Chapter Five

Pull tactics for getting visitors


  1. Don’t just focus on traffic. It’s important, but it’s not everything.
  2. There are three ways to get traffic to your site:
  3. Pull: You entice them to come to you;
  4. Push: You coerce them to come to you;
  5. Product: You use your product itself to bring them to you.
  6. There are 12 pull tactics that we covered:
  7. Blogging or Guest Blogging;
  8. Podcasting or Guest Podcasting;
  9. Ebooks, Guides, and Whitepapers;
  10. Infographics;
  11. Webinars;
  12. Conference Presentations;
  13. SEO;
  14. Social Media;
  15. Contests;
  16. Marketplaces;
  17. Deal Sites;
  18. LOPA

Chapter Six

Push tactics for getting visitors


  1. A push tactics usually involves interrupting the content that is being consumed.
  2. Push tactics usually cost money.
  3. Since money is involved with push tactics you must understand the lifetime value of your customers (LTV), so that you don’t spend more money on a customer then you’ll make from them.
  4. We covered 4 push tactics:
  5. Purchase Ads;
  6. Promo Swap;
  7. Affiliates;
  8. Direct Sales.

Chapter Seven

Product tactics for getting visitors


  1. Most products don’t go viral.
  2. Product tactics have an amplifying effect on other tactics.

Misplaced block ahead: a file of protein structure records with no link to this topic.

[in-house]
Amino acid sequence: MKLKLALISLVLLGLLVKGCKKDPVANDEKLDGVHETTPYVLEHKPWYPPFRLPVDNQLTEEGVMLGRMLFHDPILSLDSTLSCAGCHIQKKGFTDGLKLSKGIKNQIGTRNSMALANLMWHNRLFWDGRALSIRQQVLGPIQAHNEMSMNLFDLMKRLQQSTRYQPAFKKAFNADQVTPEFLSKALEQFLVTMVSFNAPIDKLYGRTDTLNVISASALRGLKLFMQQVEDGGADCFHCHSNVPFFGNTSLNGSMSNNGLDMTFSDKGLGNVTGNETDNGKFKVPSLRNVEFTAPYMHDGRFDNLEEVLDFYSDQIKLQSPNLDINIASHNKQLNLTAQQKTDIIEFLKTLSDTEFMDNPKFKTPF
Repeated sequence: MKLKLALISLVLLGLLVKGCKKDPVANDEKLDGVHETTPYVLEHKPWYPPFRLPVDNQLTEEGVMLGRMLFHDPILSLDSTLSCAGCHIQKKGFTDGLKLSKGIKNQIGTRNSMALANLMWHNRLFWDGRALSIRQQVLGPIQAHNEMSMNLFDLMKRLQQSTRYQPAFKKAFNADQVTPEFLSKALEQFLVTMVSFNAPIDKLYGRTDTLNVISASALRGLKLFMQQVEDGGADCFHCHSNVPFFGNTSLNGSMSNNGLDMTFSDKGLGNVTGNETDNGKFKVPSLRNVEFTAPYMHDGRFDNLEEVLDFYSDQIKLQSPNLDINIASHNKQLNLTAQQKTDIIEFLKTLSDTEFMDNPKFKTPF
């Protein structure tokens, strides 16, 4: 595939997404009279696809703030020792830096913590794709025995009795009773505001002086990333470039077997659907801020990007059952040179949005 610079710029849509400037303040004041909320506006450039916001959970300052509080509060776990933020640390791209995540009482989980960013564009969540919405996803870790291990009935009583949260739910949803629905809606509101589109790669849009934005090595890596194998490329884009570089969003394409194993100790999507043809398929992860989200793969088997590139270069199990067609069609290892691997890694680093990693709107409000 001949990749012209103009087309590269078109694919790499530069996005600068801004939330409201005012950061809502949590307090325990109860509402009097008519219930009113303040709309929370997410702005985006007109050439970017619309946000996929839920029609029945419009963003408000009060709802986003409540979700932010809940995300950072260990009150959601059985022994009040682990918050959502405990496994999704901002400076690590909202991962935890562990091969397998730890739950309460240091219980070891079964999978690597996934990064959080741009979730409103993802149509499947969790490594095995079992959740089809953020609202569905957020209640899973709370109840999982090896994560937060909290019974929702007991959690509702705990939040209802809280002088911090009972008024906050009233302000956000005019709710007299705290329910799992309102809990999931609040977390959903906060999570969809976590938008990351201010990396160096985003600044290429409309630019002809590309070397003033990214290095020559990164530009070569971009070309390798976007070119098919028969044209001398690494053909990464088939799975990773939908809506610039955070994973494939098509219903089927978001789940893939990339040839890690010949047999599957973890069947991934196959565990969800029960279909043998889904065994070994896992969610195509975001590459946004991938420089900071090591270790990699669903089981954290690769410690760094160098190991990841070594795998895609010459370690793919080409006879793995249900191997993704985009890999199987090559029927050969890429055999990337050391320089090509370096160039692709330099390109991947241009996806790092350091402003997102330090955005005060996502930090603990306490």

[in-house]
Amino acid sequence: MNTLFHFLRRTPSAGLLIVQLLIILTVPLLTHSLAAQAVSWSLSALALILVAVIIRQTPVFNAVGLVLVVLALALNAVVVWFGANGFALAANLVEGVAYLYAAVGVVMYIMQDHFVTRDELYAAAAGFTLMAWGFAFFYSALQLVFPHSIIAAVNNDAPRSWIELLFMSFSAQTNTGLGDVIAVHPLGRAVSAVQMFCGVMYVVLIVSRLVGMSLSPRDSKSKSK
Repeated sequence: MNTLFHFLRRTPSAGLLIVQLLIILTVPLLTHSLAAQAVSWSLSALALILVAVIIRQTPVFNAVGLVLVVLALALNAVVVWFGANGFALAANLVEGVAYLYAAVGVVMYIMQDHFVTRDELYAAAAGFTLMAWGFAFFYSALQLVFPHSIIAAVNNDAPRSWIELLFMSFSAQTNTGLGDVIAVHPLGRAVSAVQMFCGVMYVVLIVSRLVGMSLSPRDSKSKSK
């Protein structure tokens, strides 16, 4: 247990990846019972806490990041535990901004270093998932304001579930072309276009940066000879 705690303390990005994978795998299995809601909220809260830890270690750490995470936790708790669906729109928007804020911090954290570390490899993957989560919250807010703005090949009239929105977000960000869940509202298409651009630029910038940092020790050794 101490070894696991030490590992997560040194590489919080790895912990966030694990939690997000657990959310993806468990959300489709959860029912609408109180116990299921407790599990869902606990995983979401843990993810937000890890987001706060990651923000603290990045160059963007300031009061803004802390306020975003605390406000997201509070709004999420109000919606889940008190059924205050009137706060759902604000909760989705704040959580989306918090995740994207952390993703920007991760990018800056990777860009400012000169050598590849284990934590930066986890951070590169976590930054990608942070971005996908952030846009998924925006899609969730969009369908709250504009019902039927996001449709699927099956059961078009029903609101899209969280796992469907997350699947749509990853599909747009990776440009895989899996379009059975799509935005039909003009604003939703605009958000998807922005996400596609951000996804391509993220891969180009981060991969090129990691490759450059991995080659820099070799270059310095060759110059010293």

3. We covered 6 product tactics:
  4. Network Invitations:
  5. Phone Contacts;
  6. Email Contacts;
  7. Social Contacts.
  8. Social Sharing;
  9. API Integrations;
  10. Backlinks;
  11. Incentives;
  12. Organic.
  13. Getting traffic is a recipe, not a single ingredient.
  14. Getting traffic is a recipe that is always changing.
  15. Don’t just copy the traffic recipes of other startups.

Chapter Eight

How to active members


  1. Getting visitors to your product is not enough. You need to activate them.
  2. Activation is when someone takes an action that you decided was necessary for the success of your product.
  3. You should only have one activation goal for any given section of your product.
  4. Activation goals will vary based on your product.
  5. We covered 6 activation tactics:
  6. Landing Pages;
  7. Copywriting;
  8. Calls to Action;
  9. Onboarding;
  10. Gamification;
  11. Pricing Strategies.

Chapter Nine

How to retain users


  1. Retention might be the most important aspect of your funnel.
  2. We covered 8 tactics to retain users:
  3. Staged Traffic;
  4. Speed to Aha;
  5. Don’t Fear Email;
  6. Alerts and Notifications;
  7. Exit Interviews;
  8. The Red Carpet;
  9. Increase Value;
  10. Community Building;
  11. Make Them Happy.

Chapter Ten

Tools and terminology


  1. Growth hacking is a process, not just a set of tools, tactics and terminology.
  2. 7 terms were defined:
  3. Key Performance Indicator (KPI);
  4. Viral Coefficient (K);
  5. Cohorts;
  6. Segments;
  7. Multivariate Testing;
  8. Customer Acquisition Cost (CAC);
  9. Lifetime Value of Customer (LTV).
  10. 4 Kinds if tools were covered:
  11. General Analytics;
  12. Event/People Based Analytics;
  13. Niche Analytics;
  14. Custom Analytics.
One clap, two clap, three clap, forty?

By clapping more or less, you can signal to us which stories really stand out.